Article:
Code is all around us

What do we think about when we think about “code?” Many of us think something like this:

Alien. Intimidating. Gobbledygook. Maybe even vaguely sinister, like The Matrix. Something that says: this is not for you.

Whereas, for the Mozilla Webmaker project and our Summer Campaign to teach the world to code, we want people to imagine code more like this:

Or this:

Or maybe this:

In other words: code as something all around us. Warm. Human. Poetic. Not some scary bunch of geeky gibberish that only anointed high priests understand.

We want to show code and webmaking as revealing the patterns and hidden dimensions of everyday life. Swirling all around us. Like everyone’s second language.

The web as literacy. Code as everyone’s second language.

Code and webmaking as literacy — rather than just a professional skill. For a general audience of everyday people who have mostly never touched code before (teachers, youth, journalists, filmmakers, your mum), we want to employ a visual language that treats code less as math and mechanics and scary algorithms — and more as magic pixie dust. Or a maker’s language that can turn your big ideas into reality.

Once you see code as something that makes up your everyday world, you can begin to start using it yourself. To make something amazing, or bend the rules of everyday (digital) reality.  Moving from passive consumer of other people’s stuff to active creator of your own.

The hidden patterns and algorithms of everyday life

This opening to “Stranger Than Fiction” isn’t about code per se — but it perfectly captures the spirit we’re after. Revealing the hidden patterns and algorithms of everyday life.

The web as a maker’s world — NOT a series of tubes

Other visual examples of the web often try to depict it as a network or ecosystem. The challenge with this approach is that it emphasizes the pipes and tubes and tech — instead of the human dimension, and the web as a maker’s world.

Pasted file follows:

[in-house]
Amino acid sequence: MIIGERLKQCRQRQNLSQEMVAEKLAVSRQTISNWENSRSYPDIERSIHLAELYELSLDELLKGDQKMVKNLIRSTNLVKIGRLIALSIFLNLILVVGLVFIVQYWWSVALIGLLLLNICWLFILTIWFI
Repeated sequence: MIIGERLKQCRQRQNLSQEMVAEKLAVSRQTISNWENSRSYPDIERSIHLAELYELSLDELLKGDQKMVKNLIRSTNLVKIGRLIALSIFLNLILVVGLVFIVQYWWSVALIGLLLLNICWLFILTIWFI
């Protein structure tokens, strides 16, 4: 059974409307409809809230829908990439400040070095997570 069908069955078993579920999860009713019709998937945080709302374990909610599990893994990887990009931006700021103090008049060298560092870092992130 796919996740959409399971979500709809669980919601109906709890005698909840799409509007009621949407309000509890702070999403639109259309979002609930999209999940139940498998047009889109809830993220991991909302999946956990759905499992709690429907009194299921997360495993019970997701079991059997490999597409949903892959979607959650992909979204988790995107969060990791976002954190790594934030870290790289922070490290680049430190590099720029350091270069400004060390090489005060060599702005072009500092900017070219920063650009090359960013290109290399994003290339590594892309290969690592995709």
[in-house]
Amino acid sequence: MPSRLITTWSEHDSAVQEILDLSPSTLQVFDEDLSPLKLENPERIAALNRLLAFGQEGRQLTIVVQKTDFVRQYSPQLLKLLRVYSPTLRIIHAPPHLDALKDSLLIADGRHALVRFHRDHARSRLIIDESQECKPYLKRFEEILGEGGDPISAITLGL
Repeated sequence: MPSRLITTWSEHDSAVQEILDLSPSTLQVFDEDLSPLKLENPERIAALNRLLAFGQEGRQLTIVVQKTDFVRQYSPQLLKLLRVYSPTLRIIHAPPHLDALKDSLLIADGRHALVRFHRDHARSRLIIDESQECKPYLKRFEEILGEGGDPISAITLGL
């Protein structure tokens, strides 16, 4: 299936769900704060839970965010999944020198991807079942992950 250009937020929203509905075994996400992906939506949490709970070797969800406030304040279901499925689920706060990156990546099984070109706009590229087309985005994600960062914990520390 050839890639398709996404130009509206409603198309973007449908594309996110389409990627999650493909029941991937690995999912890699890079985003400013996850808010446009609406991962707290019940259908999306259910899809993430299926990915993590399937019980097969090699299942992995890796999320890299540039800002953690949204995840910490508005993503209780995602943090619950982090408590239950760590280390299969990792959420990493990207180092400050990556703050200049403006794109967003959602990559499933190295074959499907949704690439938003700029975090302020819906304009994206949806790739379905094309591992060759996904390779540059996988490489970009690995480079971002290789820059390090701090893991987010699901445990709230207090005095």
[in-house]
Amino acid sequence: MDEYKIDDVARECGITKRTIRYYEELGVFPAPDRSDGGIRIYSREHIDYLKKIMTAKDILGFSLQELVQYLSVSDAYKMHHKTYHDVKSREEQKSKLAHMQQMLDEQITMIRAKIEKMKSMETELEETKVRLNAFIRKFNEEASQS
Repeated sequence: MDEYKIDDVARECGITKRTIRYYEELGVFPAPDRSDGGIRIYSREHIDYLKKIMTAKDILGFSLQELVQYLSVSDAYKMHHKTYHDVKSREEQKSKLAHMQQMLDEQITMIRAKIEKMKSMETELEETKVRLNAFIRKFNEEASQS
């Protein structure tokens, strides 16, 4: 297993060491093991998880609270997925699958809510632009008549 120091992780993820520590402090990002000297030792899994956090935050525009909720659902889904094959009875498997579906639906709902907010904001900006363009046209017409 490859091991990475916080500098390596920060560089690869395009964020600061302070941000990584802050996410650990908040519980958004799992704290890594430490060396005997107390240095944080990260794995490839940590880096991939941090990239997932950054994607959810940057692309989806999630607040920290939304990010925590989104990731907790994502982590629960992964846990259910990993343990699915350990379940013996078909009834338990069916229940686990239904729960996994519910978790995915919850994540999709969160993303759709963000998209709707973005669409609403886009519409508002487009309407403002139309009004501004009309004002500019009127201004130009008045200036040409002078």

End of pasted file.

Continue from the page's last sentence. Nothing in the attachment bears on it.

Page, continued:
Not this.

How do we apply this idea of “everyday code” in our visual language, branding and videos? As we think more about how to visually tell our Mozilla Webmaker story, we want to move away from abstract depictions of “the web” and instead emphasize the human dimension.

We want to tell stories about real people and Mozilla community members making amazing things. Passing and sharing them with others through a combination of maker spirit, open collaboration, and building the future they want together. Using real code to build big ideas.

Not this really, either

Seeking your examples: what else is like this?

I’d like to ask your help in collecting more examples like these. Images, web sites, memes, concrete examples — anything. Examples of:

  • Code as poetry. Code as a language for saying something more simply or elegantly than could be expressed otherwise.
  • Code as meme. Like “Movies as Code” Or “Programmer Ryan Gosling.”
  • Code as expression of the everyday world. In places we don’t ordinarily think of it: nature. An alarm clock. Your car.

What other sites or examples should we be looking at? I’m new to this world, and would love to learn from your favorites. Please share links as comments here. We want to collect memes and examples that can help inspire this style guide for our “Meet the Webmakers” video series.

We like the direction — but want to insert more real code into the mix, and slip in references that real developers will appreciate. So what examples would you include for inspiration? I know you’ve got them…


  • I don’t really like the examples you give. They seem to put the “strange code” into ordinary contexts, getting a humorous effect by mocking the nerds that presumably see the world that way. But I don’t think that we do. We see the ordinary contexts just as everybody, but in addition some problems just aren’t problems. As a mechanic might hear the noise from an engine and know that something is wrong and what to do about it.